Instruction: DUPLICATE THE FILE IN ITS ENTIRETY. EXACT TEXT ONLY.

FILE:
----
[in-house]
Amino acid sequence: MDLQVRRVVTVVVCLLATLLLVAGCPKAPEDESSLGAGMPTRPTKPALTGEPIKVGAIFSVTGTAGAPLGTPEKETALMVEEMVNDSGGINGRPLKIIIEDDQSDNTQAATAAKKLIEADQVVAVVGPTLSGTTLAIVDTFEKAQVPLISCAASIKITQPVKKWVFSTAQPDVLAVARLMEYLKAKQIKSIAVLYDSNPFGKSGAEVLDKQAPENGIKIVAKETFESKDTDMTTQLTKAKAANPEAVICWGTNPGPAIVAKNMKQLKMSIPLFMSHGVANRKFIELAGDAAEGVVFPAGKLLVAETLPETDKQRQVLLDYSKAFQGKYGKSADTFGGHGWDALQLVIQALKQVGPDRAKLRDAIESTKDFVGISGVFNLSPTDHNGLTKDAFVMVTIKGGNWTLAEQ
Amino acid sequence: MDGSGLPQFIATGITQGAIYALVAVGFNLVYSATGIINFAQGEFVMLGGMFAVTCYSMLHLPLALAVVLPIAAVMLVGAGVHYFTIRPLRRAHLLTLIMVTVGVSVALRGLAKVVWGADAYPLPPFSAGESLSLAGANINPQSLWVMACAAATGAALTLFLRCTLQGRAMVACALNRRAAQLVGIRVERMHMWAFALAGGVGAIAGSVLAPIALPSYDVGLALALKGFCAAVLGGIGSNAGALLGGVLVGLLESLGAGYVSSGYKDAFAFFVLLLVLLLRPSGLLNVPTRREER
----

[in-house]
Amino acid sequence: MDLQVRRVVTVVVCLLATLLLVAGCPKAPEDESSLGAGMPTRPTKPALTGEPIKVGAIFSVTGTAGAPLGTPEKETALMVEEMVNDSGGINGRPLKIIIEDDQSDNTQAATAAKKLIEADQVVAVVGPTLSGTTLAIVDTFEKAQVPLISCAASIKITQPVKKWVFSTAQPDVLAVARLMEYLKAKQIKSIAVLYDSNPFGKSGAEVLDKQAPENGIKIVAKETFESKDTDMTTQLTKAKAANPEAVICWGTNPGPAIVAKNMKQLKMSIPLFMSHGVANRKFIELAGDAAEGVVFPAGKLLVAETLPETDKQRQVLLDYSKAFQGKYGKSADTFGGHGWDALQLVIQALKQVGPDRAKLRDAIESTKDFVGISGVFNLSPTDHNGLTKDAFVMVTIKGGNWTLAEQ
Amino acid sequence: MDGSGLPQFIATGITQGAIYALVAVGFNLVYSATGIINFAQGEFVMLGGMFAVTCYSMLHLPLALAVVLPIAAVMLVGAGVHYFTIRPLRRAHLLTLIMVTVGVSVALRGLAKVVWGADAYPLPPFSAGESLSLAGANINPQSLWVMACAAATGAALTLFLRCTLQGRAMVACALNRRAAQLVGIRVERMHMWAFALAGGVGAIAGSVLAPIALPSYDVGLALALKGFCAAVLGGIGSNAGALLGGVLVGLLESLGAGYVSSGYKDAFAFFVLLLVLLLRPSGLLNVPTRREER